The importance of pediatric eye care cannot be overstated. While most parents and guardians remain vigilant when it comes to child healthcare, taking a comprehensive approach to vision care is often overlooked. Children are often too young to inform you if something is wrong–let alone explain their symptoms—and so timely vision screenings with the pediatrician is an important first step.
An undiagnosed visual condition can cause a child’s vision to worsen and his or her overall development to be stunted. What’s more, an undiagnosed condition can lead to behavioral misdiagnoses that can have a dangerous ripple effect on the rest of the child’s life. In order to avoid these unnecessary heartaches (and headaches) down the line, be sure to bring your child to a pediatric ophthalmologist.
Your child’s ocular health can affect the myriad physical and mental changes your child will face over his or her lifetime. It’s essential that you bring your child to a pediatric ophthalmologist when recommended by your primary care provider.
According to the American Public Health Association, “the majority of eye and vision conditions in infancy and preschool ages are not obvious on gross examination and go undetected until…around age 5 years.” According to published studies, “40 to 67 percent of children who fail a vision screening do not receive the recommended follow-up care by an eye doctor.” Poor communication between those who hold the school screenings and parents compounds this issue. The same studies found that “two months later, 50 percent of parents were unaware their child had failed a vision screening.” While school screenings can be useful, it is significant to keep in mind that they are not a replacement for a comprehensive eye exam by a pediatric specialist.
There is significant danger in allowing these conditions to go untreated. If there is a condition that has not yet been diagnosed (or has been diagnosed and not treated), the visual ailment can worsen as the child’s eyes strain and his or her neural connections deteriorate. Additionally, these vision problems can be misdiagnosed as a learning or behavioral disorder, since visual disorders can cause a student to struggle and negatively affect his or her schoolwork. In addition to the negative social and intellectual impact of learning difficulties, this struggle is often misdiagnosed, leading to dangerous diagnoses and treatments. If your child is misdiagnosed with a condition–when he or she may need corrective surgery or, simply, a new pair of eyeglasses–he or she may endure treatment that can have a severely negative impact on developmental and physical health. Similarly concerning is research that shows a child living with an untreated visual condition has an increased chance of displaying behavioral issues, being developmentally stunted, and is more prone to be bullied.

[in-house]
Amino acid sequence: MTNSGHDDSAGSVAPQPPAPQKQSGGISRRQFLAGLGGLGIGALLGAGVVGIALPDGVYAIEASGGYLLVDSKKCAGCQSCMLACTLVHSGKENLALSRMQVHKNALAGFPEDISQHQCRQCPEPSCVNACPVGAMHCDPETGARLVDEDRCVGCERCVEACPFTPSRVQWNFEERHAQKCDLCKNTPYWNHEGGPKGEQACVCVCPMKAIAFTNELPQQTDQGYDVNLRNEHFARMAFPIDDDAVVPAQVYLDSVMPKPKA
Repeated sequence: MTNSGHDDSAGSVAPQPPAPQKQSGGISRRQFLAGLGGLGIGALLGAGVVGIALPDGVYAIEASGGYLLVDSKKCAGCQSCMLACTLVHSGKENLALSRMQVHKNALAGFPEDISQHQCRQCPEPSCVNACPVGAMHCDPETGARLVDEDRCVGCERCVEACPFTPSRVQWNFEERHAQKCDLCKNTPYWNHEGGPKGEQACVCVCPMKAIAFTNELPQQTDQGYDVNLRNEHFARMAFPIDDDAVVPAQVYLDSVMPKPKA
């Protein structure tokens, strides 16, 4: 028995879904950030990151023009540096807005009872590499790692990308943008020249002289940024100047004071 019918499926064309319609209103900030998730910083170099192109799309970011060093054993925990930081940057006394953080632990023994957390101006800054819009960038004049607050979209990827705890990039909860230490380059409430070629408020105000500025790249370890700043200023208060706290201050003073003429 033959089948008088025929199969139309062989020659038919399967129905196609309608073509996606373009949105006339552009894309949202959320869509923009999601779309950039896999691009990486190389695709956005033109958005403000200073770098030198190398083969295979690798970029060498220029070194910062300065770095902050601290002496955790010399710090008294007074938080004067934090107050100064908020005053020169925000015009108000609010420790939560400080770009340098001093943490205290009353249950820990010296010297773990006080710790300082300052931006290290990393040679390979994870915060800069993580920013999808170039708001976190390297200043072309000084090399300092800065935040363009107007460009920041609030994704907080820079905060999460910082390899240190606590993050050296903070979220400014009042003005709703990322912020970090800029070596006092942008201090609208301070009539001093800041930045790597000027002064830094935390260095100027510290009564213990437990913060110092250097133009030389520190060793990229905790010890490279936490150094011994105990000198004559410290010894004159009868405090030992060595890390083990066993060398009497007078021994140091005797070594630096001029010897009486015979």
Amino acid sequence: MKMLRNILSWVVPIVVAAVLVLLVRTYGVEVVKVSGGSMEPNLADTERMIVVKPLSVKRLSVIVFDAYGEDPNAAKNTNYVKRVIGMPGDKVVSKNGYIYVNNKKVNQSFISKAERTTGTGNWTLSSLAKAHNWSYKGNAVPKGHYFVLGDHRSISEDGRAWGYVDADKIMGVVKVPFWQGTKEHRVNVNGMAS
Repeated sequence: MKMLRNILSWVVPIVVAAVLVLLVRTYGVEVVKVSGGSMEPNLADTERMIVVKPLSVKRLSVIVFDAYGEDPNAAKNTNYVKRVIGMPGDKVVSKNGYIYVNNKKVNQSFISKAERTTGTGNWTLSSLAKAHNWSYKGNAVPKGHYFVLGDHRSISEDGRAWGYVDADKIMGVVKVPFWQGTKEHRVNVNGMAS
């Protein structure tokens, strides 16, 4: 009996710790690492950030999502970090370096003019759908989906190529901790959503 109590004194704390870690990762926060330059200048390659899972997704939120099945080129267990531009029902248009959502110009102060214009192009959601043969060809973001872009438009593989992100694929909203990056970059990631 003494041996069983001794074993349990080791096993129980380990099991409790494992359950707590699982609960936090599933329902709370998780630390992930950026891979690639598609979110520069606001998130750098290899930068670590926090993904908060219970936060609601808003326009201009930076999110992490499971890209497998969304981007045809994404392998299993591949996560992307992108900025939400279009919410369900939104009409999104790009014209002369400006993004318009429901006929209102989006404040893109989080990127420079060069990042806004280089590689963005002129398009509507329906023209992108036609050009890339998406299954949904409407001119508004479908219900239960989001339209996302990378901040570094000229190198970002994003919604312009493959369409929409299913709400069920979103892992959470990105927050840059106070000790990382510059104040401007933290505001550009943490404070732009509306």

Common ocular conditions that affect young children are strabismus (misaligned eyes), amblyopia (a wandering or “lazy” eye), and refractive errors such as myopia and hyperopia (nearsightedness and farsightedness) and astigmatism. Seeking a professional assessment will ensure that your child is free of any of these conditions, and will often take no more than two hours to complete.
From birth to age five is when a child is most rapidly developing, and this is especially true of vision. You want to be sure that your child’s development is on track before entering school. An undiagnosed condition could, after all, diminish his or her ability to actively participate. For children who have been diagnosed with a visual disability or condition, check-ups should occur more often, as you will want to be sure their prescription and treatment is still up-to-date.
Eye Consultants of Atlanta provides the most up-to-date ophthalmic care for your young ones. Call us at one of the above numbers if you need a pediatric ophthalmologist in the Atlanta area. Please reference our pediatric educational material on this website for brief descriptions of common eye issues, and more in-depth analysis is available here: AAPOS.org
Preventable eye injuries are a major cause of vision loss in the United States. Eye injuries can occur at any time, and nearly 50% of all eye injuries occur in sports and recreation activities. It is imperative that children wear appropriate safety glasses during sporting activities as well as any activities in which the eye may be struck by a foreign object. If your child experiences a chemical injury, it is imperative to begin immediate irrigation with water. Any available sources are appropriate, and the eye should be flushed at least ten minutes and urgent care sought immediately. If a sharp object has struck the eye or there is fear that a small object, such as a BB, has penetrated the eye, seek immediate care at the nearest emergency room. It is important at to cover the child’s eye and ensure that he or she refrains from rubbing the eye.
A corneal abrasion is a scratch of the outermost layer of the eye. This is usually due to some sort of trauma or injury caused by fingernails, tools, pieces of paper, branches, etc. Foreign bodies such as glass, wood, or plastic can also cause corneal abrasions. It is also possible for a corneal abrasion to be caused by a contact lens which is poorly fitted or cleaned. Diagnosis can be done quickly using a slit lamp.